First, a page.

clock menu more-arrow no yes

Filed under:

Jack Grealish's exile and return highlight a persistent problem

New, comments

Jack Grealish is back in first-team training, and that's a good thing! But there is still an underlying problem.

Michael Regan/Getty Images

"Jack is back." That's all it took for Rémi Garde to end Jack Grealish's exile to the U21 training squad that began after he was caught out partying again.

And it's good news. Jack Grealish has had a season to forget thus far, but he is hardly the only one wearing claret and blue who can say the same thing. The twenty-year-old is still one of the most promising players that Rémi Garde has to choose from each week, and given the dismal performances from others, he at least merits a regular selection in the matchday eighteen.

But the time off was probably needed. Jack needed to settle a bit after some great performances in the waning months of last season inflated his hype and made us all start thinking that he could single-handedly save the club. We forgot, however, just how young and inexperienced he is. And we forgot, too, that he's still a kid. There was the faux-outrage after someone reportedly snapped him passed out after a bit too much to drink this summer, and a reprise of the self-important chorus after his latest spat of partying in Manchester.

Should Jack have been out partying so much? Should he be associating with people who would go out partying with him and then take advantage of him by sending pictures to the press? The answer to both might be no. (I'm not convinced that it is. If he can party and still perform on the pitch, I certainly don't care. And there is no indication that his lacklustre performance this season is anything other than a come-down from last year's high that's attributable to age and experience.)

How is Jack to really know that, though? Again, he's twenty. Get mad all you want, but stop for a moment and think back to when you were twenty. I'm willing to bet that you were an idiot. I know that I certainly was, and most people I knew at the time were as well, at least in retrospect. Sure, we all felt cool and perfectly responsible at the time, but now we all know better.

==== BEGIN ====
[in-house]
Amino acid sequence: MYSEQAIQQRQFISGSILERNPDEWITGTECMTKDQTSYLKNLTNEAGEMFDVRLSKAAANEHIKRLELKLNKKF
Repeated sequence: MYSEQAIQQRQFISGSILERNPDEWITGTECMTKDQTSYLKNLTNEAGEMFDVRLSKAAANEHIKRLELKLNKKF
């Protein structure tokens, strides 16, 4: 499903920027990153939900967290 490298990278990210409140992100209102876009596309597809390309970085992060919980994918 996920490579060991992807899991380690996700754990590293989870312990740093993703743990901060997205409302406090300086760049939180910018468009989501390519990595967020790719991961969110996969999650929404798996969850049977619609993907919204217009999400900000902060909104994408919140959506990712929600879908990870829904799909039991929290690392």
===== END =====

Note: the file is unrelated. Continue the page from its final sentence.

So Jack is already in that spot and yet has the weight of the expectations of wiser, older, and more responsible fans on his shoulders. But remember, while Jack actually is twenty, he probably is nowhere near that on a social level. He joined Aston Villa when he was six.

It's worth getting that in your head, so here it is again: Grealish joined Aston Villa when he was six.

Since then his life has been football. He was an unused substitute in a Premier League match against Chelsea when he was sixteen. He made his Premier League debut when he was eighteen. He was a regular at nineteen. In order to be good enough to be a regular member of one of the top teams in England (a league that is itself one of the best in the world) at nineteen, you have to have forsaken a significant part of your life. Those normal experiences we all had when we were teenagers? Jack was busy winning the NextGen Series. Hanging out with friends? Sure, so long as your friends are Premier League players with more money than God. A nice relaxing night playing FIFA? Probably a bit different when you can take control of yourself.

Jack is probably not as good yet as we all thought, but there is no questioning that he is in the very upper echelons of skill in terms of footballers in the world. To get there he let go of some of the experiences that made us the wiser, smarter, and more responsible adults capable of critiquing his lifestyle.

And that's a problem in football. We churn out players from a young age. The vast majority burn out, and a few make it. All are raised in a world that is entirely different from the one in which you and I were raised. One that is, largely, insulated from reality. We're raising boys and men who are extraordinarily talented at football and probably horribly adjusted at the rest of the things that life demands.

It's a problem that likely doesn't have a solution. The system isn't one that's necessarily bad and in order to keep making money, it will likely have to continue this way. To fix it, we'd have to let players grow up like normal people and THEN play football. That leads to a league for 40-somethings and nobody wants to watch that. And to be fair, the players get money, fame, accommodations, and all of the training they need for their football careers.

So the issues that plague Grealish and countless other young players are ones without solution, and they're ones in which no party is necessarily "wrong." But they are issues that we should be aware of when discussing the lifestyles of the footballers we love so much. Their world is different from our, and to judge them by our standards is crazy. Sure, a few will meet our expectations, but that's above and beyond what we should be able to expect.

Jack Grealish is back with Aston Villa's senior squad, and that's good for the club. In the coming weeks and months, he will probably make some more stupid mistakes. He will let us down both on and off the pitch. But he will also be incredible at times. He'll give us hope as fans of Aston Villa, and he'll wow us with his sheer athletic ability. And that's the trade-off that we've all come to accept. We shouldn't condemn players for failing to uphold a part of the bargain that they're woefully unequipped to uphold. Enjoy what we've got and realize that there are, indeed, trade-offs required to get it.